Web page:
John Bel Edwards on Saturday became the first Democratic governor elected in the deep South since 2008 by beating Sen. David Vitter, who tried to overcome an 8-year-old prostitution scandal and the unpopularity of Republican Gov. Bobby Jindal by exploiting the refugee issue.
Republican Sen. David Vitter tried in the final days to make the Louisiana governor’s race about President Obama and the potential for Islamic terrorists to infiltrate the U.S. posing as Syrian refugees. Voters made it more about the state’s broken finances — and Vitter.
John Bel Edwards on Saturday became the first Democratic governor elected in the deep South since 2008 by defeating Vitter, who sought to overcome an 8-year-old prostitution scandal and the unpopularity of outgoing Republican Gov. Bobby Jindal by trying to capitalize on the refugee issue after the Islamic State group’s attacks in Paris. It was the first practical political test of the issue as Republican presidential candidates and governors nationwide call for refusing Syrian refugees.
Edwards, 49, the minority leader in the Louisiana House, won 56 percent of the ballots in a state that voted for Republican Mitt Romney over Obama by a 58-41 margin in the 2012 presidential election. He focused on domestic issues and vowed to fix a state hobbled by budget deficits and spending cuts rather than on the refugee controversy.
Louisiana’s finances have been in crisis for much of Jindal’s term, the consequence of tax cuts made when federal money flowed to the state after Hurricane Katrina, falling oil prices, the state’s hidebound budget laws and Jindal’s opposition to tax increases. The governor, who dropped his bid for the Republican presidential nomination last week after getting little traction in polls, even refused to renew existing levies.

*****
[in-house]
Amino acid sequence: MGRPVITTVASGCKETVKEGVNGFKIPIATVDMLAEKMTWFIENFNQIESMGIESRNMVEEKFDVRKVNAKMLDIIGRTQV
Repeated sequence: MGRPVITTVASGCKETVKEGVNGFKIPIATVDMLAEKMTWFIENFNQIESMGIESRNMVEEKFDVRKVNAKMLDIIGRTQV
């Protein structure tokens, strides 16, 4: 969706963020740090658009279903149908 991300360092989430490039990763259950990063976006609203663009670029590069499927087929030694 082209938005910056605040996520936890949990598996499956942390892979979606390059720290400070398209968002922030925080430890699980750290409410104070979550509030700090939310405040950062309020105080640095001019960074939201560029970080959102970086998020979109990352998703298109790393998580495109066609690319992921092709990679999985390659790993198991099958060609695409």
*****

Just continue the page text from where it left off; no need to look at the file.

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Under Jindal, the state cut higher education more than any other U.S. state and repeatedly balanced its budget with one-time fixes. That included this year, when it closed a $1.6 billion gap in a budget passed in June.
Vitter, who was considered the front-runner when he announced his campaign for governor in 2014, trailed in the polls after a bitter three-way battle among Republicans in Louisiana’s late October primary as Democrats reminded voters that Vitter’s telephone number in 2007 was discovered in the records of a high-priced prostitution ring in Washington. Neither of Vitter’s vanquished Republican primary opponents endorsed him, and one, Lt. Gov. Jay Dardenne, endorsed Edwards.
In the final days of the campaign, Vitter’s campaign released a series of television and radio advertisements and made recorded telephone calls to voters that linked Edwards to Obama’s refusal to reconsider his earlier decision to accept refugees from war-torn Syria into the United States.
The senator even sent a letter to the U.S. Department of Homeland Security and Secretary of State John Kerry saying — inaccurately, according to state police and Catholic Charities — that there was a missing Syrian in Louisiana.
“John Bel Edwards has pledged to work with Obama to bring Syrian refugees to Louisiana,” one of Vitter’s ads said.
While some Vitter supporters at his election-night gathering said he was right to focus on the Syrian refugees, other voters said that didn’t sway them.
“We went to Vietnam and fought and we let those refugees in,” said William Martin, of New Orleans, 68, a Vietnam veteran who was among a steady stream of voters at Mater Dolorosa Catholic Church despite a steady rain. “I honestly don’t think it makes a difference.”
Thousands of Vietnam refugees settled in the late 1970s and 1980s on the gulf coast from Texas to Alabama, where they flourished in the shrimp-fishing industry.
Edwards won by 12 percentage points after being ahead by 4 points in the final statewide poll released Friday. Two other Republicans on the statewide ballot beat their Democratic challengers handily, each drawing 100,000 more Republican votes than Vitter did, according to the secretary of state’s website.
The victory followed three years of work rebuilding Louisiana’s Democratic Party and dissatisfaction with Jindal, said Karen Carter Peterson, state Democratic Party chairwoman and a state Senate leader.
Vitter said in his concession speech that he would not run for re-election to the Senate after his term expires in a year.